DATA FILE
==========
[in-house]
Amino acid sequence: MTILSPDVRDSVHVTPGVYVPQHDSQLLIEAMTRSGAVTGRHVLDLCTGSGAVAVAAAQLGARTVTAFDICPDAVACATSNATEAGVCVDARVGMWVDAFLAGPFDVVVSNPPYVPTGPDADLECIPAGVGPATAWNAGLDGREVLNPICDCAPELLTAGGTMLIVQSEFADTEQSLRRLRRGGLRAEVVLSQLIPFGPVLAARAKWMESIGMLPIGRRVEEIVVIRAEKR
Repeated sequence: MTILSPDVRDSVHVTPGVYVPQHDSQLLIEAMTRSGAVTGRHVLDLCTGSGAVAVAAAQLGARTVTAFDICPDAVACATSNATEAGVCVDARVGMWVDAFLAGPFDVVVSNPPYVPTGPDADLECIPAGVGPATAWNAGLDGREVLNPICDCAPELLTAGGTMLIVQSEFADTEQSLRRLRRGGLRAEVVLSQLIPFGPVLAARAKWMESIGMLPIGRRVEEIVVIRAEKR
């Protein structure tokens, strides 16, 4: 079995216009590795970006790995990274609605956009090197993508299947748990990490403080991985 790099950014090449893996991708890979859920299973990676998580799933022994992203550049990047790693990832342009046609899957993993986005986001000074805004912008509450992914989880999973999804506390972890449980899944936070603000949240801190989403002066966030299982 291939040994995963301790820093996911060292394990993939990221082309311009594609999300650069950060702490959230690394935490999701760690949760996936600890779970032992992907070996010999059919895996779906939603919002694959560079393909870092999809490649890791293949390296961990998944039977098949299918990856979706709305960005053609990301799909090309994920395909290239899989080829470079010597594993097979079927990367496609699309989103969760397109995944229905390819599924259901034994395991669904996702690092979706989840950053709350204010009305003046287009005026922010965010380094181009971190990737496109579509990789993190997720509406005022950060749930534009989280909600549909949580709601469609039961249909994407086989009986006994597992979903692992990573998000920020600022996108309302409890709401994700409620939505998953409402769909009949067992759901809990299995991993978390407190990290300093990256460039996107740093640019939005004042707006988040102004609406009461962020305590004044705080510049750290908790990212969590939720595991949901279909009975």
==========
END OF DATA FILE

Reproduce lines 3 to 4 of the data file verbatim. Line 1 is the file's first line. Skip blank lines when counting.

Repeated sequence: MTILSPDVRDSVHVTPGVYVPQHDSQLLIEAMTRSGAVTGRHVLDLCTGSGAVAVAAAQLGARTVTAFDICPDAVACATSNATEAGVCVDARVGMWVDAFLAGPFDVVVSNPPYVPTGPDADLECIPAGVGPATAWNAGLDGREVLNPICDCAPELLTAGGTMLIVQSEFADTEQSLRRLRRGGLRAEVVLSQLIPFGPVLAARAKWMESIGMLPIGRRVEEIVVIRAEKR
């Protein structure tokens, strides 16, 4: 079995216009590795970006790995990274609605956009090197993508299947748990990490403080991985 790099950014090449893996991708890979859920299973990676998580799933022994992203550049990047790693990832342009046609899957993993986005986001000074805004912008509450992914989880999973999804506390972890449980899944936070603000949240801190989403002066966030299982 291939040994995963301790820093996911060292394990993939990221082309311009594609999300650069950060702490959230690394935490999701760690949760996936600890779970032992992907070996010999059919895996779906939603919002694959560079393909870092999809490649890791293949390296961990998944039977098949299918990856979706709305960005053609990301799909090309994920395909290239899989080829470079010597594993097979079927990367496609699309989103969760397109995944229905390819599924259901034994395991669904996702690092979706989840950053709350204010009305003046287009005026922010965010380094181009971190990737496109579509990789993190997720509406005022950060749930534009989280909600549909949580709601469609039961249909994407086989009986006994597992979903692992990573998000920020600022996108309302409890709401994700409620939505998953409402769909009949067992759901809990299995991993978390407190990290300093990256460039996107740093640019939005004042707006988040102004609406009461962020305590004044705080510049750290908790990212969590939720595991949901279909009975």